Friday, 8 April 2005

Walking away from dementia

By Natalie Taplin at Totton College

Elderly people who are more physically active are protected from cognitive decline. That's the message from an American study led by Jennifer Weuve at the Harvard School of Public Health.

In 1986, part of the Nurses Health Study began tracking physical activity in more than 18,766 women aged 70-81, all of them former nurses. The women completed a baseline cognitive test over the telephone in 1995 and then again every two years until 2001.

Women who engaged in more leisure activity showed less cognitive decline and higher levels of cognitive function. Even those women who only walked a leisurely 90 minutes a week had better cognitive scores than those who walked less than 40 minutes a week.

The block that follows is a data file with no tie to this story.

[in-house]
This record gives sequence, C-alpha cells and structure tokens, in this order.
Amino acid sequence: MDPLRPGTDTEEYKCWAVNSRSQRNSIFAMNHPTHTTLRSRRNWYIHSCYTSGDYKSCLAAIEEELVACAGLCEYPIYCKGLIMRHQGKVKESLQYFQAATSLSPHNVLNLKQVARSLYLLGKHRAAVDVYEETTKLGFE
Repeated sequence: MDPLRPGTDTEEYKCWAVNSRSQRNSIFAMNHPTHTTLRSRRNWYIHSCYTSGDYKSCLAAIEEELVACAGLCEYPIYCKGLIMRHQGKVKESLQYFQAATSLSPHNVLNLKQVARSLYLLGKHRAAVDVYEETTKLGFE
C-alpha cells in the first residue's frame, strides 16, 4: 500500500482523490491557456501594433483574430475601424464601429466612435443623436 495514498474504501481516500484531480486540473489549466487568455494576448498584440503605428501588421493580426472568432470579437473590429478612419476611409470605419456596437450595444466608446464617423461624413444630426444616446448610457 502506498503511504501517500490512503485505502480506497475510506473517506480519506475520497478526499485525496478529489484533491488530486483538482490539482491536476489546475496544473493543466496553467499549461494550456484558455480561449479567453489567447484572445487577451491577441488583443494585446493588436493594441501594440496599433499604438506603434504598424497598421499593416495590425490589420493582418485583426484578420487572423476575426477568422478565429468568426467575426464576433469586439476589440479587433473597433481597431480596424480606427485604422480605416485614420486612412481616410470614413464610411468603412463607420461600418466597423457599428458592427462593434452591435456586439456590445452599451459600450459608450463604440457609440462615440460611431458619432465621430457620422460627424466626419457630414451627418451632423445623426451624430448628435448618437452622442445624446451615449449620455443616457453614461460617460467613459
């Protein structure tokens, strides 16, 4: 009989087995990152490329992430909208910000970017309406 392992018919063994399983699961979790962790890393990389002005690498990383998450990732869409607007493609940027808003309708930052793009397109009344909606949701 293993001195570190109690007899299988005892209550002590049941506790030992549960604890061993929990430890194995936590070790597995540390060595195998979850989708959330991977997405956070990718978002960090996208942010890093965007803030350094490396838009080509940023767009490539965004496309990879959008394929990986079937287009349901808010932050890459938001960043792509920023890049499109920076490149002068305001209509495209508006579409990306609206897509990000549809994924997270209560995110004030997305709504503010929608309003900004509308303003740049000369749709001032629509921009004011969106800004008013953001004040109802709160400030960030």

It would appear that the differences in cognitive ability in women with higher vs. lower levels of activity, were similar to the differences in cognitive ability among women two to three years apart in age. So, on average, women who were 80 and highly active, had minds that functioned as if they were 77!

Overall, elderly women in the most active set had a 20% lower risk of cognitive impairment than those who were least active. "Physical activity may directly affect the brain", the authors explained "potentially preserving neuronal structure and promoting the expansion of neural fibres, synapses and capillaries".

Weuve, J., Kang, J.H., Manson, J.E., Breteler, M.M.B., Ware, J.H. & Grodstein, F. (2004). Physical Activity, Including Walking, and Cognitive Function in Older Women. Journal of the American Medical Association, 292, 1454-1460.

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